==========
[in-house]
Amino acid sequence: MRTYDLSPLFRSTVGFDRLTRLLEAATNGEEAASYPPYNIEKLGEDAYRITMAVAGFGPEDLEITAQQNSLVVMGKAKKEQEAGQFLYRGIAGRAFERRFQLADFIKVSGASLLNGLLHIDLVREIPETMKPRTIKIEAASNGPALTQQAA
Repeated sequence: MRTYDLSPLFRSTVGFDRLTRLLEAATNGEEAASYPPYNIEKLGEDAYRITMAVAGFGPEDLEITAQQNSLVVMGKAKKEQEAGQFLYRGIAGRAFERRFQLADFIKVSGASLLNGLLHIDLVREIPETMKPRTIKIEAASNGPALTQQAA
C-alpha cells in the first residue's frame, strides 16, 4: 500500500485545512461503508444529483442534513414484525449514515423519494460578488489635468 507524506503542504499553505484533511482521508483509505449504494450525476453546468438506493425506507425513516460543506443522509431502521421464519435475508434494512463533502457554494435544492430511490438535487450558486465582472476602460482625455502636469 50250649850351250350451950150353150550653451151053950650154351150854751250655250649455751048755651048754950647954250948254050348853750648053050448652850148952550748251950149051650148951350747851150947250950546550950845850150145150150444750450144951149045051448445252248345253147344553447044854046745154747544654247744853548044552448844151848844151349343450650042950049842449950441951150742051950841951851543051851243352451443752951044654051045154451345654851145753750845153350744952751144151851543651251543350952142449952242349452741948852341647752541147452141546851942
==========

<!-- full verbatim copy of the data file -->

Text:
[in-house]
Amino acid sequence: MRTYDLSPLFRSTVGFDRLTRLLEAATNGEEAASYPPYNIEKLGEDAYRITMAVAGFGPEDLEITAQQNSLVVMGKAKKEQEAGQFLYRGIAGRAFERRFQLADFIKVSGASLLNGLLHIDLVREIPETMKPRTIKIEAASNGPALTQQAA
Repeated sequence: MRTYDLSPLFRSTVGFDRLTRLLEAATNGEEAASYPPYNIEKLGEDAYRITMAVAGFGPEDLEITAQQNSLVVMGKAKKEQEAGQFLYRGIAGRAFERRFQLADFIKVSGASLLNGLLHIDLVREIPETMKPRTIKIEAASNGPALTQQAA
C-alpha cells in the first residue's frame, strides 16, 4: 500500500485545512461503508444529483442534513414484525449514515423519494460578488489635468 507524506503542504499553505484533511482521508483509505449504494450525476453546468438506493425506507425513516460543506443522509431502521421464519435475508434494512463533502457554494435544492430511490438535487450558486465582472476602460482625455502636469 50250649850351250350451950150353150550653451151053950650154351150854751250655250649455751048755651048754950647954250948254050348853750648053050448652850148952550748251950149051650148951350747851150947250950546550950845850150145150150444750450144951149045051448445252248345253147344553447044854046745154747544654247744853548044552448844151848844151349343450650042950049842449950441951150742051950841951851543051851243352451443752951044654051045154451345654851145753750845153350744952751144151851543651251543350952142449952242349452741948852341647752541147452141546851942